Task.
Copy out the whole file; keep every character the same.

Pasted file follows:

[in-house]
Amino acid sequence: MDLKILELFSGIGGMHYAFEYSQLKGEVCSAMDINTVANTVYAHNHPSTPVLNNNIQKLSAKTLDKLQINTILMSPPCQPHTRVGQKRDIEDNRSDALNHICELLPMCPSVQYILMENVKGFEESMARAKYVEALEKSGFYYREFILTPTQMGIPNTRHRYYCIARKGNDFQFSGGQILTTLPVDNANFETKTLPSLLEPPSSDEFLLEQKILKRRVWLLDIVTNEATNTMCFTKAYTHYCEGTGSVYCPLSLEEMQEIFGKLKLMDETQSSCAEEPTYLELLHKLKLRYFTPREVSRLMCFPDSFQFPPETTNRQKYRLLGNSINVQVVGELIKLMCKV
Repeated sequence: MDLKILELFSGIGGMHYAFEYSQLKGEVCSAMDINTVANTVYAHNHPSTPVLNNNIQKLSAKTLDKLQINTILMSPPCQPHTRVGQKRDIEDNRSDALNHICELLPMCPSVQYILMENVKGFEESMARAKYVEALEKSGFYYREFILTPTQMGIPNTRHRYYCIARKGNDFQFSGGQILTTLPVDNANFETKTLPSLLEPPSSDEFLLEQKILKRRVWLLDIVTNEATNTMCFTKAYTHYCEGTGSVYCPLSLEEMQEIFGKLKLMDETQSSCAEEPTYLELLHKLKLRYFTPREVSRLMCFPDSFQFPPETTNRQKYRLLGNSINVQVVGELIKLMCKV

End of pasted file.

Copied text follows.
[in-house]
Amino acid sequence: MDLKILELFSGIGGMHYAFEYSQLKGEVCSAMDINTVANTVYAHNHPSTPVLNNNIQKLSAKTLDKLQINTILMSPPCQPHTRVGQKRDIEDNRSDALNHICELLPMCPSVQYILMENVKGFEESMARAKYVEALEKSGFYYREFILTPTQMGIPNTRHRYYCIARKGNDFQFSGGQILTTLPVDNANFETKTLPSLLEPPSSDEFLLEQKILKRRVWLLDIVTNEATNTMCFTKAYTHYCEGTGSVYCPLSLEEMQEIFGKLKLMDETQSSCAEEPTYLELLHKLKLRYFTPREVSRLMCFPDSFQFPPETTNRQKYRLLGNSINVQVVGELIKLMCKV
Repeated sequence: MDLKILELFSGIGGMHYAFEYSQLKGEVCSAMDINTVANTVYAHNHPSTPVLNNNIQKLSAKTLDKLQINTILMSPPCQPHTRVGQKRDIEDNRSDALNHICELLPMCPSVQYILMENVKGFEESMARAKYVEALEKSGFYYREFILTPTQMGIPNTRHRYYCIARKGNDFQFSGGQILTTLPVDNANFETKTLPSLLEPPSSDEFLLEQKILKRRVWLLDIVTNEATNTMCFTKAYTHYCEGTGSVYCPLSLEEMQEIFGKLKLMDETQSSCAEEPTYLELLHKLKLRYFTPREVSRLMCFPDSFQFPPETTNRQKYRLLGNSINVQVVGELIKLMCKV